|Publication number||US5119808 A|
|Application number||US 07/544,741|
|Publication date||Jun 9, 1992|
|Filing date||Jun 27, 1990|
|Priority date||Apr 6, 1990|
|Also published as||DE4011222C1, EP0450144A1|
|Publication number||07544741, 544741, US 5119808 A, US 5119808A, US-A-5119808, US5119808 A, US5119808A|
|Inventors||Wolfgang Marquardt, Holmer Rohling, Rudolf Greiff|
|Original Assignee||Dragerwerk Aktiengesellschaft|
|Export Citation||BiBTeX, EndNote, RefMan|
|Patent Citations (5), Referenced by (13), Classifications (12), Legal Events (4)|
|External Links: USPTO, USPTO Assignment, Espacenet|
This application is a continuation in part of application Ser. No. 07/450,596 filed Dec. 13, 1989 now abandoned.
This invention relates in general to a respirator with a protective covering and more particularly relates to an antismoke hood whose respiratory connection is combined with either chemical for absorbing water vapor and CO2 and releasing oxygen, or with a filter. The respirator having a covering or hood material consisting of a coated composite material with a support fabric made of tear-resistant and heat-resistant fibers that repel water vapor.
Such respirators, for example those with an antismoke hood as a protective covering, are used in unbreathable atmospheres and are intended to protect the wearer against the harmful effects of heat. The respirator itself is fastened at a suitable point, for example in front of the chest or in the neck area of the wearer, and is provided with has a flow connection inside the hood space. When putting on the respirator and after pulling the hood over the wearer's head, the chemical that releases oxygen, reacts and releases its oxygen.
The hood material itself consists of a fabric of tear-resistant, heat resistant, and water vapor-repellent material, for example glass fibers. This is coated with polytetrafluoroethylene (PTFE). The hood material is thus fire-resistant, light, and adaptable, so that the hood hinders the freedom of motion of the wearer as little as possible.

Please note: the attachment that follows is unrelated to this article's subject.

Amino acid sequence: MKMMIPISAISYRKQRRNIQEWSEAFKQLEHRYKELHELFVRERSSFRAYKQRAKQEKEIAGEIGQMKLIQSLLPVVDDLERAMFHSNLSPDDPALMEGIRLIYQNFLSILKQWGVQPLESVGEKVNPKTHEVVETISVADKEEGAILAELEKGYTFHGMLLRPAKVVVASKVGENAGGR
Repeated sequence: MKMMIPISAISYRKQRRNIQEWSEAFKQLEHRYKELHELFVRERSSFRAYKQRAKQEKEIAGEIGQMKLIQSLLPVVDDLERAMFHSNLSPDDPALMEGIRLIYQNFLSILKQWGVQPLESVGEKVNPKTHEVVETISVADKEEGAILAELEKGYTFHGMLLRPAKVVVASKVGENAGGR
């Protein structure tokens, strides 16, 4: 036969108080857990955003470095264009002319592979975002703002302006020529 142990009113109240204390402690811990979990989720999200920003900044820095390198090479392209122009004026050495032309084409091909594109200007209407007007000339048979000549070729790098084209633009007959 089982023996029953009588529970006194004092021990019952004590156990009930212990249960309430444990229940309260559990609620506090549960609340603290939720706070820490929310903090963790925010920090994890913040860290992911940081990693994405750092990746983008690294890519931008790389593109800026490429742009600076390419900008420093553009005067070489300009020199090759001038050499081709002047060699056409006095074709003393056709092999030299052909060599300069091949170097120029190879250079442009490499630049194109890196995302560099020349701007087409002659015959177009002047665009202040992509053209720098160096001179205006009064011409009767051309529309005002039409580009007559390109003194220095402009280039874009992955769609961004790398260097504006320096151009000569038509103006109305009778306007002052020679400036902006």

It is a drawback in known hood materials that the brittle glass fibers break too easily and the broken fibers do not withstand subsequent tearing stress, so that undesirable leaks or even holes are formed that destroy any effective respiratory protection. Such a hood material is also not resistant enough to the penetration of sharp objects. It is costly to process the known hood material, since precautions have to be taken in particular for the strength of the seams formed on the cut hood piece; cementing is not permanent because of the low adhesion to PTFE and seams frequently tear because of the brittleness of the fabric.
A protective clothing material was disclosed by DD-PS 213 597 whose support fabric consists of glass fibers and is provided with a silicone coating on at least one side. Silicone coatings have the drawback that because of their suppleness and stretch, they are poorly suited for processing of fabric webs into garment pieces. Cementing is also feasible only with substantial preparation steps because of the inadequate adhesion.
A flexible protective material is described in DE-AS 1 074 979 whose glass fiber fabric is coated on both sides with a plastic coating, one of which consists of a polyvinyl chloride (PVC) coating. Even though such coatings are somewhat suitable because of their impermeability to external pollutants and their processability, nevertheless they still leave something to be desired for pliable wearer comfort. Respirators with a chemical that is a source of oxygen and absorbs carbon-dioxide and water vapor (for example KO2) are moisture-sensitive. Such respirators have to be sealed against water vapor and dry packaged so that water vapor diffusing into the package or liberated by the components during the storage of the respirator does not lead to premature activation of the chemical and unwanted release of oxygen. However, a sealed package is expensive, and drying the various components that are in air flow connection with the chemical requires an additional drying process. When extensive covering material, such as a hood for the head, is packaged with it, water vapor stored by the covering material may be released into the interior and to the chemical in spite of water vapor-tight packaging. To prevent this the chemical cartridge would also have to be sealed. Such equipment is described in DE-AS 11 95 602.
It is an object of the invention, therefore, to improve a respirator of the type mentioned so that the material that is in flow connection with the chemical has the smallest possible storage or release of water vapor, and the protective covering can be processed easily in spite of its elasticity and suppleness with resistance to breakage and tearing, and that films comprising the covering adhere well to one another and to the support fabric.
This problem is solved by providing a composite material having a support fabric of glass fibers that has an interlayer of silane as adhesion promoter, to which a PVC coating is applied on one side toward the surroundings and to which a silicone coating is applied on the surface away from the PVC coating.